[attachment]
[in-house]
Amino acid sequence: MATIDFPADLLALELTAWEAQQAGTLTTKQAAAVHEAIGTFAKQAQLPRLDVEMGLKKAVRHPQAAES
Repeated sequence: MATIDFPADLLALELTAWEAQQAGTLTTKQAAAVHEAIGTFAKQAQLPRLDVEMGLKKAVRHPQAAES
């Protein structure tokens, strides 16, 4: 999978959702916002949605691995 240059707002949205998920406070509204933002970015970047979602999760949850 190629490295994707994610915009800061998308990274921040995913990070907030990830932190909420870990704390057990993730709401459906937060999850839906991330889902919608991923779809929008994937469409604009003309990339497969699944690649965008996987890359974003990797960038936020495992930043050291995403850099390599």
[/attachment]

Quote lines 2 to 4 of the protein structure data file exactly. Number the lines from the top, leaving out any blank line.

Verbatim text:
Amino acid sequence: MATIDFPADLLALELTAWEAQQAGTLTTKQAAAVHEAIGTFAKQAQLPRLDVEMGLKKAVRHPQAAES
Repeated sequence: MATIDFPADLLALELTAWEAQQAGTLTTKQAAAVHEAIGTFAKQAQLPRLDVEMGLKKAVRHPQAAES
């Protein structure tokens, strides 16, 4: 999978959702916002949605691995 240059707002949205998920406070509204933002970015970047979602999760949850 190629490295994707994610915009800061998308990274921040995913990070907030990830932190909420870990704390057990993730709401459906937060999850839906991330889902919608991923779809929008994937469409604009003309990339497969699944690649965008996987890359974003990797960038936020495992930043050291995403850099390599």